In 2004, scientists observing a baboon troop found that the monkeys' culture could change dramatically, and enduringly, for the better. And all it took was massive amounts of death.
Children who don't know better might throw spitballs or pull hair to get another child's attention, and it turns out that certain monkeys do something similar. Female capuchin monkeys have been observed throwing rocks at males as a form of courtship.
Unlike all other primates, clawed New World Monkeys almost always give birth to twins. But why? It turns out these animals have a unique set of adaptations that make it possible — and could prove useful to humans as well.
Marmosets are fluffy, 8-inch-long monkeys native to South America. They are also very polite. New research shows that these little mammals carry on lengthy, back-and-forth discussions without interrupting one another. This is a conversation style adopted by only one other kind of primate: humans.
The use of stone tools is incredibly rare, so much so that it was once thought to be the exclusive domain of humans and our ancestors. Fellow apes like chimpanzees and baboons have since been proven to use stones as tools, but only a couple non-ape primates are known to do it. But now human encroachment might rob one…
No, we're not quite at the point where baboons can tackle calculus or trigonometry, but they do show an ability to count that's at least as good as that of a human child, as this video from the University of Rochester reveals.
Humans are known to change their behavior to fit in — particularly when interacting with an unfamiliar culture — but it wasn't known whether this fickleness was an evolved survival instinct or one of the quirky byproducts of our intelligence. Well, based on the behavior of male vervet monkeys, it appears the tendency…
As a group, primates aren't really known for their ability to create vocalizations, or sophisticated or complex sounds with their mouths. Yes, we humans have shown some talent in that area — what with the whole development of language and all that — but most apes and monkeys are unable to generate anything but the…
Sociological studies have found that middle managers tend to be more stressed than either their bosses or their underlings. That phenomenon might well be true of all primates, as macaques display heightened stress levels when they are in the middle of their social hierarchy.
While they're perhaps less likely to take up paragliding or get an ill-advised tattoo, it appears that other primates suffer from midlife crises just like Homo sapiens. A new study of chimps and orangutans found that they have a major dip in well-being during their middle years.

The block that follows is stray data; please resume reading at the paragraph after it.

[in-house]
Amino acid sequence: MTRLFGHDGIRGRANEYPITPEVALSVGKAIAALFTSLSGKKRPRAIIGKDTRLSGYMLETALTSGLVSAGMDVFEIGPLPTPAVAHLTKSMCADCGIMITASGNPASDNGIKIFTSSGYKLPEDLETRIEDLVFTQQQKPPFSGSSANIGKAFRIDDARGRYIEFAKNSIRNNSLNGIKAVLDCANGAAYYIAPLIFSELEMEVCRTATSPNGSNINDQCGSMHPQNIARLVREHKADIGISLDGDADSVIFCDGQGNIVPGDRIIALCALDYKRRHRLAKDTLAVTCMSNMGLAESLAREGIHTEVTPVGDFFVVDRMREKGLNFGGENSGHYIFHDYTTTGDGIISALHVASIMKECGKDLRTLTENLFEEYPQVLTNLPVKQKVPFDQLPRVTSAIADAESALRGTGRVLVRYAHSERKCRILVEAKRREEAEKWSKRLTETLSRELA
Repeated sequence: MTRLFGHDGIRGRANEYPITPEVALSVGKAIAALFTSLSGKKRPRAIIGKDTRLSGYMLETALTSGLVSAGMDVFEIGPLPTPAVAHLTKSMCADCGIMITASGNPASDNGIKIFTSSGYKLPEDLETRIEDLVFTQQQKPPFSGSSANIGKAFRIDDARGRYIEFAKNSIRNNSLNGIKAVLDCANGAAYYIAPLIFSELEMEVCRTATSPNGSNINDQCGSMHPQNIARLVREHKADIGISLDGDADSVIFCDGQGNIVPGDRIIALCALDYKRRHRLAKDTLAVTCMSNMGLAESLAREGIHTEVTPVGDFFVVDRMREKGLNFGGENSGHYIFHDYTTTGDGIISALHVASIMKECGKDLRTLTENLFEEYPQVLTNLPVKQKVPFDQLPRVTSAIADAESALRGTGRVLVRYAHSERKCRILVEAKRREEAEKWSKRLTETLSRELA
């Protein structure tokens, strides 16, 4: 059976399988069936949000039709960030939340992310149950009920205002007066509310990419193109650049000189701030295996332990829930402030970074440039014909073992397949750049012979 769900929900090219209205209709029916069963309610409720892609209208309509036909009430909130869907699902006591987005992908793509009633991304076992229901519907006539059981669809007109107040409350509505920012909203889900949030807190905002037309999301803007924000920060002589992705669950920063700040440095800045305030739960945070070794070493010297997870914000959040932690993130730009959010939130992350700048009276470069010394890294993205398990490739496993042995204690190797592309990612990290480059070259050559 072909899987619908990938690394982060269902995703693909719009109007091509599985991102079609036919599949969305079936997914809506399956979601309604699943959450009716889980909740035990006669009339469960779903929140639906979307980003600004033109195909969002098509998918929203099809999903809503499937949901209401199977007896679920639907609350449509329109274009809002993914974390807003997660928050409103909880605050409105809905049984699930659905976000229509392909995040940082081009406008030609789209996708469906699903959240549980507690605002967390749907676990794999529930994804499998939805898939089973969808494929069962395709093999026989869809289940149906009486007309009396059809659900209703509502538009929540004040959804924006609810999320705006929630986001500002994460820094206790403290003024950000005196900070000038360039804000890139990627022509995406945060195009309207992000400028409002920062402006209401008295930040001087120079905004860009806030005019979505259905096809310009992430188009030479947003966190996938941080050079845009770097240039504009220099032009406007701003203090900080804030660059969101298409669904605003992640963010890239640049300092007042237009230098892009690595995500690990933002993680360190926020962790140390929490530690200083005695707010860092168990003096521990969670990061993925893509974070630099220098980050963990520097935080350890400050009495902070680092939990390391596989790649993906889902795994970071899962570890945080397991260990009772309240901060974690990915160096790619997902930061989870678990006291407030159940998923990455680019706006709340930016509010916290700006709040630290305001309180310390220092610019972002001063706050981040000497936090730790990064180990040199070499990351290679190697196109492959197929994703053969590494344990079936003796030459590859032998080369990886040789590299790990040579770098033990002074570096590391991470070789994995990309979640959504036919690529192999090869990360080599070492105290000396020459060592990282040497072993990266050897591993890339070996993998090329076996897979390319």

Life is tough for male and female macaques monkeys - especially when they're horny. Like many primate species, their sex life is right out there in the open for everyone to see, including alpha males and alpha females who do their darndest to prevent low ranking monkeys from having sex with each other. And indeed, as…
Bad news first: it looks like Rise of the Planet of the Apes recently kicked off in our reality. The good news? Our future ape overlords will implement a regime not unlike that of a no-budget 1980s comedy — think Porky's starring Doctor Zaius. As WJBF Augusta explains:
Granny Jane, a gibbon at England's Twycross Zoo, is probably at least a decade older than any of her counterparts in the wild. What's the secret to her longevity? According to her keepers, the secret is simply being chilled out.
We have identified well over a hundred different gestures used by chimpanzees, more than enough to reveal the primates use nonverbal communication much like we do. But it's what the chimps are saying with their hands that's truly fascinating.
Orangutans spend their lives swinging in trees and eating fruit. Neither of those things is all that surprising for small animals that don't need tons of energy — but it's distinctly weird for such large primates to live that way.
Parents often change their speech when talking to babies, simplifying their sentences and altering the words and noises they make to sound - and this is a technical term here - "more adorable." Turns out we're not the only ones.
As soon as orangutans go through puberty, they are pretty much expected to find a mate and start making babies. But as sexually frustrated high schoolers the world over will tell you, that's easier said than done.
We know that disparate chimp tribes separated by large areas have different behaviors and cultures, but what about those near to one another? It appears that neighboring chimpanzees do act differently in one key way: how they crack open nuts.
When a chimpanzee goes to sleep, it first has to build a "nest", which allows it to sleep safely up in the trees. Strangely, chimpanzees also build nests when sleeping on the ground, which might reveal a secret about human evolution.
The folks at the Bonobo Great Ape Trust Sanctuary of Des Moines, Iowa have a noble goal — to build their bonobos a teleoperated RoboBonobo so that the apes can interact with their environment using a mechanical avatar.